On February 15, 2009 BBC Mundo reported on the U.S. Border Patrol commissioning Spanish songs to deter immigration. Currently being played at border radio stations, these songs have become known as migracorridos. The corrido is a particular style of Mexican folklore narrative ballad, with themes that typically range from love to war. The U.S. Border Patrol however, paid for a CD of six songs in the style of corridos that have very specific and targeted themes. Migracorridos sing of the perils and dangers of crossing the border, usually with the protagonists facing agonizing endings-murdered, jailed, or left for dead in the middle of the desert. The Border Patrol commissioned these from Elevacion, a Washington DC based Hispanic ad agency. While the rate of arrests, deaths, and overall incidents at the border have not declined drastically in the last year (and in the BBC article, author Carlos Ceresole points out that any decline is due to the worsening U.S economy and an increase in border agents.) the Border Patrol has claimed these songs as highly successful and popular. Apparently, one song has been nominated for an award in Mexico.

Government sanctioned art is not new. Whether it is nationalist music, or war monuments, art and government agenda is at times, a symbiotic relationship. Unfortunately what is particularly offensive about migracorridos is that, the U.S. Border Patrol has stolen a Mexican folk medium, to try and keep Mexican immigrants out.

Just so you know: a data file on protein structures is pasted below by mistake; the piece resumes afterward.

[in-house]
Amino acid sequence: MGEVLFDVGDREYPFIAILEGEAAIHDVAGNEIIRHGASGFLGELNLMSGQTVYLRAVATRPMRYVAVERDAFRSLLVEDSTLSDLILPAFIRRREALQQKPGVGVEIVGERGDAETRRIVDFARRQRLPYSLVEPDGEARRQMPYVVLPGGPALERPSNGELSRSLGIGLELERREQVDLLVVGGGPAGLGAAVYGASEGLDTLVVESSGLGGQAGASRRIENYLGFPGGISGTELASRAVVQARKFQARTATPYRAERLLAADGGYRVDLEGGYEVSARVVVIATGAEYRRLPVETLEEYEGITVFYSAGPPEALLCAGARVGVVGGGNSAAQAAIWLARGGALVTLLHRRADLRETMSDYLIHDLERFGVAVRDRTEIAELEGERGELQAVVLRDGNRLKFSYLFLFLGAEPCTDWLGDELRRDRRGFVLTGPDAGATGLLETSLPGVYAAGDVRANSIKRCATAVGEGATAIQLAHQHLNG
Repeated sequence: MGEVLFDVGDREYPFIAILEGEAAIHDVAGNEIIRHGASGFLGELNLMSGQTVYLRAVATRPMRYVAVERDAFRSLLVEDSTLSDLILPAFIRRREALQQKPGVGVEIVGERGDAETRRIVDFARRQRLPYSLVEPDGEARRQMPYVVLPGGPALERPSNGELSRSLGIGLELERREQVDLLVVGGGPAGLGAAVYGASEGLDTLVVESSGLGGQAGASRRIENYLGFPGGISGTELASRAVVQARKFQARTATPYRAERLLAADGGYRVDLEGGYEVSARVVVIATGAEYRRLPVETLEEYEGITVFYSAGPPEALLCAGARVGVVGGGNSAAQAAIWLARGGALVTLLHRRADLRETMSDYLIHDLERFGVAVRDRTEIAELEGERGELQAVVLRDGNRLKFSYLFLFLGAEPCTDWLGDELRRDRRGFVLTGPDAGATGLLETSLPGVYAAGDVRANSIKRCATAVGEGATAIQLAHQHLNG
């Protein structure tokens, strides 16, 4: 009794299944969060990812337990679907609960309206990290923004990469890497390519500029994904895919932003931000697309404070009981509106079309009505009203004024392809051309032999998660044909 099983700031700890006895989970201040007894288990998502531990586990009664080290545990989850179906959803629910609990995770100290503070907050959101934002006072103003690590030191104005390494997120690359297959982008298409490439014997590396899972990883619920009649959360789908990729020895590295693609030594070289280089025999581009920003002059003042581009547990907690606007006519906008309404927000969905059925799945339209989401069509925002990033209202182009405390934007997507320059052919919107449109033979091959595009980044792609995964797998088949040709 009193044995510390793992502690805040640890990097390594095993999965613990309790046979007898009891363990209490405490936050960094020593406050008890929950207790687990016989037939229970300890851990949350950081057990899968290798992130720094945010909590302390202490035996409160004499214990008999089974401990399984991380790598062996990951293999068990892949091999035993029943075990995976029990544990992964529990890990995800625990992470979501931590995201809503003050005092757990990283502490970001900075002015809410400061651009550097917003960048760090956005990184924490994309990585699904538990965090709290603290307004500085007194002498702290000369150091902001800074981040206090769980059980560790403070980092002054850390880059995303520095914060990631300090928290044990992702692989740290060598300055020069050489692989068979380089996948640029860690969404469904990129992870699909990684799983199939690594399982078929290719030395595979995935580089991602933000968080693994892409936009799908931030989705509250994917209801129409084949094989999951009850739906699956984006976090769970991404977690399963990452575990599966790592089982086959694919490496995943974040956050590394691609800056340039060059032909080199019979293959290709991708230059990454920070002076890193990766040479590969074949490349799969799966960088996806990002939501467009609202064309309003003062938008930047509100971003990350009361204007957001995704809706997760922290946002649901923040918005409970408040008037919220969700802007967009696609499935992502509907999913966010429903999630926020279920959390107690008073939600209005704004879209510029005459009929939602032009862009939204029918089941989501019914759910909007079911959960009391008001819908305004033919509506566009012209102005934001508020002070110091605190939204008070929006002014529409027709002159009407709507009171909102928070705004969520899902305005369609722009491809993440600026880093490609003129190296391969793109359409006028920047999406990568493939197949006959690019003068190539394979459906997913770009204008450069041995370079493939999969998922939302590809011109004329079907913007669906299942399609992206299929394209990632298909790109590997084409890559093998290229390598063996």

This March 15th New York Times Opinion article is about Saul Linares, a factory worker and immigrant rights advocate who wrote his own corrido. Linares wrote about Maricopa County Sherriff Joe Arpaio, who has come under federal investigation for racial profiling and police brutality. While Linares’s song will probably not get the kind of airplay that the migracorridos have, it was well received by his colleagues and he was asked to make a recording. It is in this simple act, that perhaps Linares took the medium back.

If the U.S. Border Patrol thinks that it’s clever to use a folk medium against the folk that they are trying to keep out, it is probably because they think they have more control then they do. But corridos are structured to be subversive. They are short, concise, and as Linares states in the NY Times Opinion article, he was simply “[with his] left hand...... eating, and with my right hand I was writing it down.” He did not need to be paid or pay an ad agency to send his message. He was inspired, he wrote, was heard, and the audience wanted more. Linares’s corrido was not packaged and sold, but irreverent and passionate. This is part of what makes corridos a folk medium. The U.S. Border Patrol can try to use corridos for its agenda, but it can’t stop people from writing songs back.